Horses, Boats And A Big Lunch For The Jubilee
The Queen will celebrate her Diamond Jubilee over a four-day Bank Holiday weekend exactly one year from today.
Marking 60 years on the throne, Her Majesty will begin the June celebrations by attending the Epsom Derby on Saturday, June 2 2012.
The Jubilee celebrations throughout the UK and across Commonwealth will culminate in a service of thanksgiving at St Paul's Cathedral and a formal carriage procession by the Queen on Tuesday, June 5.
June 5 is a one-off extra Bank Holiday announced by the Government in January this year.
The programme of events, issued by the Press Secretary to the Queen, follows an announcement earlier this year that a 7.5 mile long Diamond Jubilee Thames river pageant consisting of up to 1,000 boats would be central to celebrations.
Vessels will include a mix of the historic and the modern, from rowed boats to steamers and larger motorised craft representing all parts of the Commonwealth.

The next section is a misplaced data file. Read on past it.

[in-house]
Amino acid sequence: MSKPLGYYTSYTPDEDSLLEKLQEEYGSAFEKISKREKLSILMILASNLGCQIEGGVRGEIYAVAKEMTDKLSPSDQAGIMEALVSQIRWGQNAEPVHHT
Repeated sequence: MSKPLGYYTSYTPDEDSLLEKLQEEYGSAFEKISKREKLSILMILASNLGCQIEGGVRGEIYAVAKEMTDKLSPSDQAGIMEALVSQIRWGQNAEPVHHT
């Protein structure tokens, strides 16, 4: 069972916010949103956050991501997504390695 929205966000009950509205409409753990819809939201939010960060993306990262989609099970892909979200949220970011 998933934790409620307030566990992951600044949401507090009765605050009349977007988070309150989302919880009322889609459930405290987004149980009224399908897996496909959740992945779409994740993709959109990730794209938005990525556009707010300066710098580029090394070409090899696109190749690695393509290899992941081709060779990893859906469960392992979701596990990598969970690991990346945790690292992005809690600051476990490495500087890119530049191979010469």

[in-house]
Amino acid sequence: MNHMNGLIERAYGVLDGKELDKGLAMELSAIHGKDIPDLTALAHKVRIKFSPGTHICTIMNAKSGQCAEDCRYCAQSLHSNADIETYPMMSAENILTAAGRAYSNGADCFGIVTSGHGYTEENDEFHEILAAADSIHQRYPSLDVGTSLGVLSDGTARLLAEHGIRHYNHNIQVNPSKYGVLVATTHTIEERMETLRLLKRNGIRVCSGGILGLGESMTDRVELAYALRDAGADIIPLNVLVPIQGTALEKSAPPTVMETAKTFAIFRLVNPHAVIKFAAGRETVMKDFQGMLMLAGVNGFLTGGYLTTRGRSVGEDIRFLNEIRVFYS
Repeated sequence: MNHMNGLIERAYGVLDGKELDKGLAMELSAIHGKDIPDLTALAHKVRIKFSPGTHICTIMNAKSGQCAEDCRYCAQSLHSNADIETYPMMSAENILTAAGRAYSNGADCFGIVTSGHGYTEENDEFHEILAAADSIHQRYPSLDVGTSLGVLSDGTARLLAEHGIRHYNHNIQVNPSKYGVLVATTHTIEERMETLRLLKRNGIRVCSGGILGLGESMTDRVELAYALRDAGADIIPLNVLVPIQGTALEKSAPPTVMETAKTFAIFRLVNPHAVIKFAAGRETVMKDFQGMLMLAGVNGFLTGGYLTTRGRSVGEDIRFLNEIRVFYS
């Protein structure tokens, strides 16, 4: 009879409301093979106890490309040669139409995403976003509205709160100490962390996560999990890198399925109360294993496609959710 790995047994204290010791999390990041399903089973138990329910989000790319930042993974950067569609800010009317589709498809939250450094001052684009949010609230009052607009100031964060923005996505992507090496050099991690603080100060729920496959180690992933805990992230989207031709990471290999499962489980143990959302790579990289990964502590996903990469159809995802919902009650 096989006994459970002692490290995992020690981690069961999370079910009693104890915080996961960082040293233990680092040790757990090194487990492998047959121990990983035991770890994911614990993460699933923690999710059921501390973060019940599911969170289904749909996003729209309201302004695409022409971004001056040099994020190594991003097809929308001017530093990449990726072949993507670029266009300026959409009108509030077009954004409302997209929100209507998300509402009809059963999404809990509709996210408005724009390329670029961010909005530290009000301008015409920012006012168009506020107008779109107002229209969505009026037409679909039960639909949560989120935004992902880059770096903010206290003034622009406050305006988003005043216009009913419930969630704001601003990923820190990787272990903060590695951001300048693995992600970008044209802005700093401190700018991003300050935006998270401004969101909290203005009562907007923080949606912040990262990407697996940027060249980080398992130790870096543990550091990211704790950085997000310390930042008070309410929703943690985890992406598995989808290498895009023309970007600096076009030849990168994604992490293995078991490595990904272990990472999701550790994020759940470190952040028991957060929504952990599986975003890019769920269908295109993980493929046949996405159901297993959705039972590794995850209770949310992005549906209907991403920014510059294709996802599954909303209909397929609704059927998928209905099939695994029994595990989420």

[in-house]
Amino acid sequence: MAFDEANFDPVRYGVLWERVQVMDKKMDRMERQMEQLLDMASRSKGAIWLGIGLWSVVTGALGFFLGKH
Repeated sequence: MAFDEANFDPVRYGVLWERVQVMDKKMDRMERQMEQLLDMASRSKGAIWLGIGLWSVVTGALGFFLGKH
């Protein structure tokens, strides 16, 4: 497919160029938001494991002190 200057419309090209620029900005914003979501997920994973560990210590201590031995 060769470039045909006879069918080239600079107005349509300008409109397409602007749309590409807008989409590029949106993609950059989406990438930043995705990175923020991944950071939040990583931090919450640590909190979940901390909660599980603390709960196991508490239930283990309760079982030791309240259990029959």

Thousands of members of the public will be able to take part in the Sunday, June 3 pageant by boarding passenger boats taking part.
On the same day the Queen will encourage people across the country to take part in street parties or picnic lunches in small or large groups in what is being described as a "few hours of community, friendship and fun".
"The Big Lunch", an idea from the founders of the Eden Project, will aim to get as many people as possible to have lunch with their neighbours.
Since 2009, thousands of Big Lunches have taken place in all communities with more than a million people taking part.
Bank Holiday Monday's events begin with a televised Diamond Jubilee Concert at Buckingham Palace featuring British and Commonwealth musicians.
Tickets will be made available to UK residents through a public ballot.
In the evening a network of beacons numbering 2,012 will be lit by communities and individuals across the country.
Among them will be church tower beacons on the battlements of the Tower of London and St James' Palace in London, The Palace of Holyroodhouse in Edinburgh, at Killyleagh Castle in Northern Ireland and on top of Pen Y Fan mountain in Wales.